Date of this Version
Jorgensen, Dinan, & Walker, “Snowy Owl Invasion of 2011–12,” from Nebraska Bird Review (June 2012) 80(2).
The Snowy Owl (Bubo scandiacus) is an Arctic breeder that regularly migrates to and winters in southern Canada and the northern United States (Parmalee 1992). The number of Snowy Owls moving south and the extent and timing of southward movements in any one year are believed to be dependent on interactions between populations of Snowy Owls and lemmings, the owls’ principal food resource (Parmalee 1992). Infrequently, relatively large numbers of Snowy Owls are observed in areas or regions where few are typically observed, and individuals are observed well south of the normal winter range. These occurrences are often referred to as “invasions” or “irruptions.”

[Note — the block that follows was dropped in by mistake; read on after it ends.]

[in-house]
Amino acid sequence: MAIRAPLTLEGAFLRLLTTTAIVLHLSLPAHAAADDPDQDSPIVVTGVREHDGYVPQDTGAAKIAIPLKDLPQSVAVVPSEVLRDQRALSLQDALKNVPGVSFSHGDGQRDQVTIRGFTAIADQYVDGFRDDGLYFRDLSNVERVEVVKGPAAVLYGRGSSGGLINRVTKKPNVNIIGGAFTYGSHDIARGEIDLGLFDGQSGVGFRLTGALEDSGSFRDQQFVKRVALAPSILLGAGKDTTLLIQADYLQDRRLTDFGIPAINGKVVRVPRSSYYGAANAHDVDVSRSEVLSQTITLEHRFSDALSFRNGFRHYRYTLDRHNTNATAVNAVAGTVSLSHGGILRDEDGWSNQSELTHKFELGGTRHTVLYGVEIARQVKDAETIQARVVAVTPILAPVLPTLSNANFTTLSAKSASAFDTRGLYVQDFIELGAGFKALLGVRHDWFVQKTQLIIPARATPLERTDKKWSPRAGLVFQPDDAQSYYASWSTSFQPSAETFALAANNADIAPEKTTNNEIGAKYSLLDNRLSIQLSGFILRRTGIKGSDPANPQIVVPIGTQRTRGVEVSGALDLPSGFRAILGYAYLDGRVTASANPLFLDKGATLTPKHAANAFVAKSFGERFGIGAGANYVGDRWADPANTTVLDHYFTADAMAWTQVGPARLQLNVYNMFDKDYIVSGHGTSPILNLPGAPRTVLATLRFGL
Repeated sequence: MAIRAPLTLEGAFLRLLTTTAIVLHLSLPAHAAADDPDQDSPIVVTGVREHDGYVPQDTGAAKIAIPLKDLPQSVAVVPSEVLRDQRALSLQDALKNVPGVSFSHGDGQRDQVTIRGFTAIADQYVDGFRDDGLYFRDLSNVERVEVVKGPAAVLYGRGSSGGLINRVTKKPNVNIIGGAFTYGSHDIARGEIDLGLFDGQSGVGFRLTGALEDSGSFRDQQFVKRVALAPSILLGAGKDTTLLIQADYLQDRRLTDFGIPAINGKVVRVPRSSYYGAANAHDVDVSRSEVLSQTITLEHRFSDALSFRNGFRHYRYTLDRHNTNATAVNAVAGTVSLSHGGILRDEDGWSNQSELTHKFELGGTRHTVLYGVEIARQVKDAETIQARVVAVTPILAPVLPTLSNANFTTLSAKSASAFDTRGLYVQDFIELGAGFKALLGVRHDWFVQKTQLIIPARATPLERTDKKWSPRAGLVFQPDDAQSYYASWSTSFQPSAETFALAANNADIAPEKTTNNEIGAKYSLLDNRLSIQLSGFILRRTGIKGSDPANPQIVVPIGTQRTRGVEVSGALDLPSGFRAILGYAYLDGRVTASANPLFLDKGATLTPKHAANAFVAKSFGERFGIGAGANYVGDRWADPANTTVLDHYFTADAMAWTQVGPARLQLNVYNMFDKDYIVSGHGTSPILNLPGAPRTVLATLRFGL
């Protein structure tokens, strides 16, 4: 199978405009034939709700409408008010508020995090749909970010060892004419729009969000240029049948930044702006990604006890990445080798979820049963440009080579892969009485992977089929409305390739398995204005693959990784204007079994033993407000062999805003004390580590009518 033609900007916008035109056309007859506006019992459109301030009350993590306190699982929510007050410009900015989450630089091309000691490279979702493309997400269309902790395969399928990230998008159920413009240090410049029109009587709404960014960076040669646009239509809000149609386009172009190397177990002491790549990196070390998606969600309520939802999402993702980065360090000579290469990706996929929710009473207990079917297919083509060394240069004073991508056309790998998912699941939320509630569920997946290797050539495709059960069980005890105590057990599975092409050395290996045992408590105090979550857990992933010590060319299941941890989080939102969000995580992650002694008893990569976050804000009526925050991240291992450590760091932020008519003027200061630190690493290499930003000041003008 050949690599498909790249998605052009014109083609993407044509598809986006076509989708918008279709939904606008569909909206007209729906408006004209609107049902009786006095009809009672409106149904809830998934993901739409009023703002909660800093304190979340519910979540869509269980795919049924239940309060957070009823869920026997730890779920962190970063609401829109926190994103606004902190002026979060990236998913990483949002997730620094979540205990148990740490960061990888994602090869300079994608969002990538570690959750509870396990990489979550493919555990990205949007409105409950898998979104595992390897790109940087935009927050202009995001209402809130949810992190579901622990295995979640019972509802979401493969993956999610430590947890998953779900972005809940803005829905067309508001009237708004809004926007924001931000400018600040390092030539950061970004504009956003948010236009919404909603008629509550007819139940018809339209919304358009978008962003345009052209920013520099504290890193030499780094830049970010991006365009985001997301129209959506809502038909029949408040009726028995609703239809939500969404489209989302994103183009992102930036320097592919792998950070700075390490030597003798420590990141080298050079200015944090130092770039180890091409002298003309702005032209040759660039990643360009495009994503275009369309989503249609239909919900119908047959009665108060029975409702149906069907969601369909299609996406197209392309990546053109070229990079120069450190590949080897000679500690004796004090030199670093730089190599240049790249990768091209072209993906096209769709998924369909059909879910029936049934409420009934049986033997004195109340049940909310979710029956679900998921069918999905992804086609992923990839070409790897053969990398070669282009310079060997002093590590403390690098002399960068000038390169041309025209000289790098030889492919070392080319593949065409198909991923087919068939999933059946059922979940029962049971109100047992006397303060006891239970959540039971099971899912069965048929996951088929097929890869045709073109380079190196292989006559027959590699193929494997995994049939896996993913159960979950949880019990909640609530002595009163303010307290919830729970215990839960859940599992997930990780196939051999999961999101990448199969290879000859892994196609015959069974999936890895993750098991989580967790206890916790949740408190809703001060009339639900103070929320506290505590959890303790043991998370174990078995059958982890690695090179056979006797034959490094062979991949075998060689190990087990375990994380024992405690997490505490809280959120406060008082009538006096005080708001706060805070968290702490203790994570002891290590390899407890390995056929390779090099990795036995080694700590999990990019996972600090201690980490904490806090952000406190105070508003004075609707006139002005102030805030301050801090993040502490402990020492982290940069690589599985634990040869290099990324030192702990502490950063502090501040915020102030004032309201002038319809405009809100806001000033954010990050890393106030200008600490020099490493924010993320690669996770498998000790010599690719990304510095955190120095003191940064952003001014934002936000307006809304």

The Snowy Owl is considered regular, albeit rare, in Nebraska (Sharpe et al. 2001) with a small number (< 5) reported annually or nearly so. Invasions have been noted in the past, such as in the winter of 1917–18 and the winter of 1954–55. As noted elsewhere, the winter of 2011–12 was a major invasion year and the first in Nebraska in which electronic media, such as Internet Listservs and email, improved communication and reporting of observations. The purpose of this note is to summarize the 2011–12 Snowy Owl invasion.